The grim discovery of seven dead horses near Mutch Creek has an innocent explanation, the Benewah County Sheriff’s Office said.

According to Sheriff Dave Resser, the animals were not killed and disposed of by careless owners, but euthanized and placed in the area by a nonprofit organization for legitimate purposes.

On Nov. 13, two hunters were traveling on the Mutch Creek Road when they found a number of horse carcasses. Preston Boyd and Josh McHenry called the sheriff’s office, who brought in a state veterinarian to investigate the area to determine if any crime took place.

According to the sheriff, they concluded no foul play in the event, but found that “fowl” had played a part.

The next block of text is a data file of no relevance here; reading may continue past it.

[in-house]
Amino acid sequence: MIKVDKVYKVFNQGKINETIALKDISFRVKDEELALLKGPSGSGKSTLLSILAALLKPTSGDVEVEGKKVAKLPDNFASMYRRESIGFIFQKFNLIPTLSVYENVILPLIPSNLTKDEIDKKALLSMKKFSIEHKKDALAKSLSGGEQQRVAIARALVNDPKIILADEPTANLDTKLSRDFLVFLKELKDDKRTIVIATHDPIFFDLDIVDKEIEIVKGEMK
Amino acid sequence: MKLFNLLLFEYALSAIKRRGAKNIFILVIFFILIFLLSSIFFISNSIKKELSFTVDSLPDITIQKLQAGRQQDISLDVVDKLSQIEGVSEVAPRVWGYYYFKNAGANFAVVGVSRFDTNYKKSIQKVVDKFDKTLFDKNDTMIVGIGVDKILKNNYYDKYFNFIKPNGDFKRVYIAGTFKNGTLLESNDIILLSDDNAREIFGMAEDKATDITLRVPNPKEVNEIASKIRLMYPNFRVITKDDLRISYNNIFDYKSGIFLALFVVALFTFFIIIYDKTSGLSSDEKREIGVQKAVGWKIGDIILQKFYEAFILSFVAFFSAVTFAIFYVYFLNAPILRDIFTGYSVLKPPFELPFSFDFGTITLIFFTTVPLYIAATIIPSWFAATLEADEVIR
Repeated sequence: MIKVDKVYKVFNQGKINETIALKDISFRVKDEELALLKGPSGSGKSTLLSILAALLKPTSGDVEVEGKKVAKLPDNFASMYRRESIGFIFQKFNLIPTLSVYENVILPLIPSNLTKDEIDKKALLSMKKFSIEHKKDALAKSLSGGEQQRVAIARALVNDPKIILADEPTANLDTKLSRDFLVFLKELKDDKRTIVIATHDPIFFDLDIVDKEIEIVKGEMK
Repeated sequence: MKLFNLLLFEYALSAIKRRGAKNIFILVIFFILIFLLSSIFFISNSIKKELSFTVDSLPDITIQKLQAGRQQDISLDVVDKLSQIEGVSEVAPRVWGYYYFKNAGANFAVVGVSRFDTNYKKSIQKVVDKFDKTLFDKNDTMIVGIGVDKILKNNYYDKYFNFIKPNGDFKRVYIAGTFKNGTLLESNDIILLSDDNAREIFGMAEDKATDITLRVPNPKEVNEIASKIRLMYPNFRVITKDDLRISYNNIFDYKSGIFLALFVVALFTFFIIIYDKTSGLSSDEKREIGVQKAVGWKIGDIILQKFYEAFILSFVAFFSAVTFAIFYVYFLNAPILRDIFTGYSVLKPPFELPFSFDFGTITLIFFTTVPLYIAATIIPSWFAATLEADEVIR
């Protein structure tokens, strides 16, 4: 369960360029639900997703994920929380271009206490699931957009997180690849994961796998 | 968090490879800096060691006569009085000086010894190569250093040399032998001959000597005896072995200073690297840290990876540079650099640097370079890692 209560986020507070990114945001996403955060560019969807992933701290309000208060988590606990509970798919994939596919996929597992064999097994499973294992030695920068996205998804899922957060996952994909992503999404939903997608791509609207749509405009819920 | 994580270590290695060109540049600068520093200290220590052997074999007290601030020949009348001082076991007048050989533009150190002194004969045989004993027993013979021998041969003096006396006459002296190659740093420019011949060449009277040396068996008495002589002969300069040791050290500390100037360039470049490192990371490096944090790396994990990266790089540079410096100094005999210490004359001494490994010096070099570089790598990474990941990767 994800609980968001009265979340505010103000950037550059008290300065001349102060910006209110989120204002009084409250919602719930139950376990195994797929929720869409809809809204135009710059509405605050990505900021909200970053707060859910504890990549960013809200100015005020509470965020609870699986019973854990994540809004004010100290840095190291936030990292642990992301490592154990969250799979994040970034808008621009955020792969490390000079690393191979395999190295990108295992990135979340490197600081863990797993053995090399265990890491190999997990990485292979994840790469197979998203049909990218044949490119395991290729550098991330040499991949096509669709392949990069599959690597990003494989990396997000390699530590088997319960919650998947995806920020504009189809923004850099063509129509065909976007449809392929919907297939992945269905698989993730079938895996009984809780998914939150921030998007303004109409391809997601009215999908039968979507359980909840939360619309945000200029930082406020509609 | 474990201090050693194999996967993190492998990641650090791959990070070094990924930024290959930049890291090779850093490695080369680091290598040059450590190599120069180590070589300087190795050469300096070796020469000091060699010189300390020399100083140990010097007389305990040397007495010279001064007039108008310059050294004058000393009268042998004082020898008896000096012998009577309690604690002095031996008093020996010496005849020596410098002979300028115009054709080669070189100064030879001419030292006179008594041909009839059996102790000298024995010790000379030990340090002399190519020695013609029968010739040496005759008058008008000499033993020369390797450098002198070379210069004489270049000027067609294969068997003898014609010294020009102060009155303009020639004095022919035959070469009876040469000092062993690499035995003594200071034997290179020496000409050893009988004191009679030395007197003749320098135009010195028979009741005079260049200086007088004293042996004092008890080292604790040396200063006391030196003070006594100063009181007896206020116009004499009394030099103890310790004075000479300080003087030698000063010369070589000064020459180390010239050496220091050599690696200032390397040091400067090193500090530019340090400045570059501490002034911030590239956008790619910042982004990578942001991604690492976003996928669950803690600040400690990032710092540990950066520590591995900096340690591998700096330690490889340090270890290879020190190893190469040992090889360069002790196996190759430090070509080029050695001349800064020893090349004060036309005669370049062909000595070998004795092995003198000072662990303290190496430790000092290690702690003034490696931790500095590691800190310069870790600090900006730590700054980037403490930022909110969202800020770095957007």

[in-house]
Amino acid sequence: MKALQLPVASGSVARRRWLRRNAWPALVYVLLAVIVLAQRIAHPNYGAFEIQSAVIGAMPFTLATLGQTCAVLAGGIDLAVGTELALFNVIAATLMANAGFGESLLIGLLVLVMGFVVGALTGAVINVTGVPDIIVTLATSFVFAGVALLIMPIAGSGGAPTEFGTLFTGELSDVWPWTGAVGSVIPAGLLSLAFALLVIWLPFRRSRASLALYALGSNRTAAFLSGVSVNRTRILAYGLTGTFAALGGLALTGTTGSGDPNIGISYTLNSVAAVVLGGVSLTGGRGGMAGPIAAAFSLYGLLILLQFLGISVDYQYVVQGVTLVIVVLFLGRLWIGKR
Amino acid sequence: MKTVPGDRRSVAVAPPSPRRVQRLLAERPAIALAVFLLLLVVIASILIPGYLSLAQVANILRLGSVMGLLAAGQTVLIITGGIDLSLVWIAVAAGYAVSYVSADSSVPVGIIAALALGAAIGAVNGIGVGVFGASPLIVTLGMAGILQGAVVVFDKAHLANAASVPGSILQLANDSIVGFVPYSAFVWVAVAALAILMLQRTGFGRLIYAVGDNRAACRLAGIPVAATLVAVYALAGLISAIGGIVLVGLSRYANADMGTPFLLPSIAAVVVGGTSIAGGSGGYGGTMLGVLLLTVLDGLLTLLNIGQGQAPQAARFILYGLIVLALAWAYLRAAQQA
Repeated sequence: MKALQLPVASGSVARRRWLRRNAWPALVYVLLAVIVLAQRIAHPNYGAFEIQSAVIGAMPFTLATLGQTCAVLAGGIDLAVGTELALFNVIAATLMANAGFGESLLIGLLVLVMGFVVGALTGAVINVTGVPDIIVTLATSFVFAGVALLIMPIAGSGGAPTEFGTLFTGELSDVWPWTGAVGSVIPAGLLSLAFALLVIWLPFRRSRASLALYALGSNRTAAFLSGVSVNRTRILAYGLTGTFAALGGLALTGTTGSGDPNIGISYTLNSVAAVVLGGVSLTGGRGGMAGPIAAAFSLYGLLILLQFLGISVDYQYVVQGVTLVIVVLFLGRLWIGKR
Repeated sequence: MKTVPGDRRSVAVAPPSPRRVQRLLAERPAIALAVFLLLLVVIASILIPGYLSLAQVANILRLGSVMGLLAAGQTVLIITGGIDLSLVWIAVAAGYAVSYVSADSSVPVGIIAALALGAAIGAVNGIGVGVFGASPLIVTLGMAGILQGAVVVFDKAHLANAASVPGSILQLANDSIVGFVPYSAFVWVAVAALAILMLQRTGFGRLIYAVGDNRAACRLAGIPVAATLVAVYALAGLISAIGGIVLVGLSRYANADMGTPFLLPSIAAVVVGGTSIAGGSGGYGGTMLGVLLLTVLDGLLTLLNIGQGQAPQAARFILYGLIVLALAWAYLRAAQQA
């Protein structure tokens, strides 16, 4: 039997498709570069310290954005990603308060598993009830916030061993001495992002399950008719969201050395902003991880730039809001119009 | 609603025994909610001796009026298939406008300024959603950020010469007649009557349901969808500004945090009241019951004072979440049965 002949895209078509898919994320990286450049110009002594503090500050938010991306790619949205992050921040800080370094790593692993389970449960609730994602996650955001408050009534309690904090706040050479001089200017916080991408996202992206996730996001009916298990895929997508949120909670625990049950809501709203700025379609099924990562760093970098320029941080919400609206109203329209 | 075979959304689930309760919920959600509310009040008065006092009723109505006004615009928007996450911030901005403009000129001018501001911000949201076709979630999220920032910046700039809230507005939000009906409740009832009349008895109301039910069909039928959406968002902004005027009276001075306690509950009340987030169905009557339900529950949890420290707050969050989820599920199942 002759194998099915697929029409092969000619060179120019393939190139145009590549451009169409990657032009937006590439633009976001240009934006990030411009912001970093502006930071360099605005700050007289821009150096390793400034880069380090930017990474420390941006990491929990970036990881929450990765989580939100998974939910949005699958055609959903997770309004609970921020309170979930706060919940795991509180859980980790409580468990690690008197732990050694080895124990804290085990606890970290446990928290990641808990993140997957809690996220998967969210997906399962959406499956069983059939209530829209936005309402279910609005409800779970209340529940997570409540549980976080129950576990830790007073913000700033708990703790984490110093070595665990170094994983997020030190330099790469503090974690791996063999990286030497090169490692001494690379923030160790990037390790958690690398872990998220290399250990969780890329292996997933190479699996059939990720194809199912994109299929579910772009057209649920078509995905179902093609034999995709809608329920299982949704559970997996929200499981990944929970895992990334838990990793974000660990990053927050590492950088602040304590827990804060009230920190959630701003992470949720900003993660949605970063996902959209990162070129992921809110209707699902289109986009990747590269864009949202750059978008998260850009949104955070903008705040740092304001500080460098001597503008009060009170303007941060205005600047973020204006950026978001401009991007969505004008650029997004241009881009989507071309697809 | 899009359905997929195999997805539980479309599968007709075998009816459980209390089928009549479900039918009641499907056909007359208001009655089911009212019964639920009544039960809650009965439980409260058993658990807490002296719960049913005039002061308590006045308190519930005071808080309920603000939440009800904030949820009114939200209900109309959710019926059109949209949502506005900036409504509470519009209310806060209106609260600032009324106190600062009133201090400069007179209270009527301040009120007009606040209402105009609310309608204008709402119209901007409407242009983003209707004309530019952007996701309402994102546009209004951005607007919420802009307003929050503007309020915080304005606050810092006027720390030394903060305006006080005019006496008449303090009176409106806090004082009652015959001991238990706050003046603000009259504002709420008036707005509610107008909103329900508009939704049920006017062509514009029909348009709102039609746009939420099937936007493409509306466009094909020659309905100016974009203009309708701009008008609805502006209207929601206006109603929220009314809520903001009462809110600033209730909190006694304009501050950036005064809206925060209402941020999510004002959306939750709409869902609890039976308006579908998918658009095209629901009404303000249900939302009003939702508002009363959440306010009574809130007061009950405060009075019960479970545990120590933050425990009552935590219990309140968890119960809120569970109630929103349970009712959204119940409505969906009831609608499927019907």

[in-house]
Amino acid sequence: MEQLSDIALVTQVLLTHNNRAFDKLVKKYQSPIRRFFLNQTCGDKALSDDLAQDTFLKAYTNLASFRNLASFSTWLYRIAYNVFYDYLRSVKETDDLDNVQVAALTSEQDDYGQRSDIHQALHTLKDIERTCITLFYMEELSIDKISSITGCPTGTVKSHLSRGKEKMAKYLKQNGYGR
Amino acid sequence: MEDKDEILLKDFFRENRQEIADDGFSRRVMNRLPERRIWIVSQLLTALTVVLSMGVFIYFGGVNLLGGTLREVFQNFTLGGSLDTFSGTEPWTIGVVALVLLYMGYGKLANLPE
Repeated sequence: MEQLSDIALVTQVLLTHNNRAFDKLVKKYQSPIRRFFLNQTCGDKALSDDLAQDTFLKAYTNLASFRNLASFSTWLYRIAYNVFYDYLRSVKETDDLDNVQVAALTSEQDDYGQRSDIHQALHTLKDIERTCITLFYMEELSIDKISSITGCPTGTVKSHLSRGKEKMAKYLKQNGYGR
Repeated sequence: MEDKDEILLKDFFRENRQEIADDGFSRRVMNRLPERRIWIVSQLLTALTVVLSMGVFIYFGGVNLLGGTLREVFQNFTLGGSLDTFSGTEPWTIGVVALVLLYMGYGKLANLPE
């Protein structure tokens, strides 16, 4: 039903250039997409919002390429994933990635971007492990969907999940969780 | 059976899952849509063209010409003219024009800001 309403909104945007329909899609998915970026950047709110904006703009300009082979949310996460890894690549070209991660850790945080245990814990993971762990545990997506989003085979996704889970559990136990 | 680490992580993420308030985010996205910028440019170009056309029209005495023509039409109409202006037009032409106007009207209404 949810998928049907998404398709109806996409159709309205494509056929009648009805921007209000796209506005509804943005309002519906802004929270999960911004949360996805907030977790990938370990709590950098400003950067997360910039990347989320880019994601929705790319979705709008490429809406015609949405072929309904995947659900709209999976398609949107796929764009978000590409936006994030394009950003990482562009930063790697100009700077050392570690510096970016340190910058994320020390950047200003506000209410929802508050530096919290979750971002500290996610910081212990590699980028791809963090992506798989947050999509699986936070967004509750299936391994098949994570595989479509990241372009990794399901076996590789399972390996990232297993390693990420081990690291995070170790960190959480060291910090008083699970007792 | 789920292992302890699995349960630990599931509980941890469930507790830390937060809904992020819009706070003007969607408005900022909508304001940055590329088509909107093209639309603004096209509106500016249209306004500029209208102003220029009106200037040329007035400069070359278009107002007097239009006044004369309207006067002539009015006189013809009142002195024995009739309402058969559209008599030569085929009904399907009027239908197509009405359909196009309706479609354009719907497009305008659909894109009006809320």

“We have investigated the dead horses found up Mutch Creek, and have found that the horses were given to Birds of Prey, a nonprofit organization dedicated to helping injured and orphaned raptors recover, adjust to our modern environment, and enjoy healthy, productive, free lives,” Sheriff Resser said in a press release.

The sheriff said that the horses were donated to the organization, and were humanely put down, butchered and placed together in the Mutch Creek area. The intent was to provide a food source for wild birds and other areas in the area. Birds of Prey Northwest frequently takes in donations of dead animal carcasses, including roadkill, to feed birds in their program.

“Our investigation is closed at this time, due to no criminal acts having taken place,” Sheriff Resser said.

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